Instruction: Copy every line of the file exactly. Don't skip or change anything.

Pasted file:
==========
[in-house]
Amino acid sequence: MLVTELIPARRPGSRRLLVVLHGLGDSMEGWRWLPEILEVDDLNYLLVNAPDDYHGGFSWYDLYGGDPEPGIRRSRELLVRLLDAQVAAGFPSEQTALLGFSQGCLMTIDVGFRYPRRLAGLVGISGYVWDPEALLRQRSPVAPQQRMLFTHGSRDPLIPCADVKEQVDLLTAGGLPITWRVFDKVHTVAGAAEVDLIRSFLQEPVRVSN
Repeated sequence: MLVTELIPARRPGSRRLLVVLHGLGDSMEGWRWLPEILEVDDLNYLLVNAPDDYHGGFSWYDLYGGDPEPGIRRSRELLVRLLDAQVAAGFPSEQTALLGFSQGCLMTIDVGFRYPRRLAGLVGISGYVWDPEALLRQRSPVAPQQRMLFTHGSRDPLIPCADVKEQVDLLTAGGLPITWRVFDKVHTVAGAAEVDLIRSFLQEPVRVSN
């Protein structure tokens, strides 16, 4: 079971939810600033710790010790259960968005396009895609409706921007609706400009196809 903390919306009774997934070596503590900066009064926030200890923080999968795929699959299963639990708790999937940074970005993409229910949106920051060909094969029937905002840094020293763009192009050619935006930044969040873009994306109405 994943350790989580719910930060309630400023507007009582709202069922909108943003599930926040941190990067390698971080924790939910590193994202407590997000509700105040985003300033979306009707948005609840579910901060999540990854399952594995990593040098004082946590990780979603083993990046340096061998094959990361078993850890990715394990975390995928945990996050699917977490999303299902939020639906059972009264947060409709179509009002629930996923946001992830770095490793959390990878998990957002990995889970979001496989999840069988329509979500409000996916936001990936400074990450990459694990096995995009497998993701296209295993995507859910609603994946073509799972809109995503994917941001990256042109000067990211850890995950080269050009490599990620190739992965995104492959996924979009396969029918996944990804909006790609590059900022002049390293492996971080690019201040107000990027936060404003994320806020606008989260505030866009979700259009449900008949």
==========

[in-house]
Amino acid sequence: MLVTELIPARRPGSRRLLVVLHGLGDSMEGWRWLPEILEVDDLNYLLVNAPDDYHGGFSWYDLYGGDPEPGIRRSRELLVRLLDAQVAAGFPSEQTALLGFSQGCLMTIDVGFRYPRRLAGLVGISGYVWDPEALLRQRSPVAPQQRMLFTHGSRDPLIPCADVKEQVDLLTAGGLPITWRVFDKVHTVAGAAEVDLIRSFLQEPVRVSN
Repeated sequence: MLVTELIPARRPGSRRLLVVLHGLGDSMEGWRWLPEILEVDDLNYLLVNAPDDYHGGFSWYDLYGGDPEPGIRRSRELLVRLLDAQVAAGFPSEQTALLGFSQGCLMTIDVGFRYPRRLAGLVGISGYVWDPEALLRQRSPVAPQQRMLFTHGSRDPLIPCADVKEQVDLLTAGGLPITWRVFDKVHTVAGAAEVDLIRSFLQEPVRVSN
């Protein structure tokens, strides 16, 4: 079971939810600033710790010790259960968005396009895609409706921007609706400009196809 903390919306009774997934070596503590900066009064926030200890923080999968795929699959299963639990708790999937940074970005993409229910949106920051060909094969029937905002840094020293763009192009050619935006930044969040873009994306109405 994943350790989580719910930060309630400023507007009582709202069922909108943003599930926040941190990067390698971080924790939910590193994202407590997000509700105040985003300033979306009707948005609840579910901060999540990854399952594995990593040098004082946590990780979603083993990046340096061998094959990361078993850890990715394990975390995928945990996050699917977490999303299902939020639906059972009264947060409709179509009002629930996923946001992830770095490793959390990878998990957002990995889970979001496989999840069988329509979500409000996916936001990936400074990450990459694990096995995009497998993701296209295993995507859910609603994946073509799972809109995503994917941001990256042109000067990211850890995950080269050009490599990620190739992965995104492959996924979009396969029918996944990804909006790609590059900022002049390293492996971080690019201040107000990027936060404003994320806020606008989260505030866009979700259009449900008949």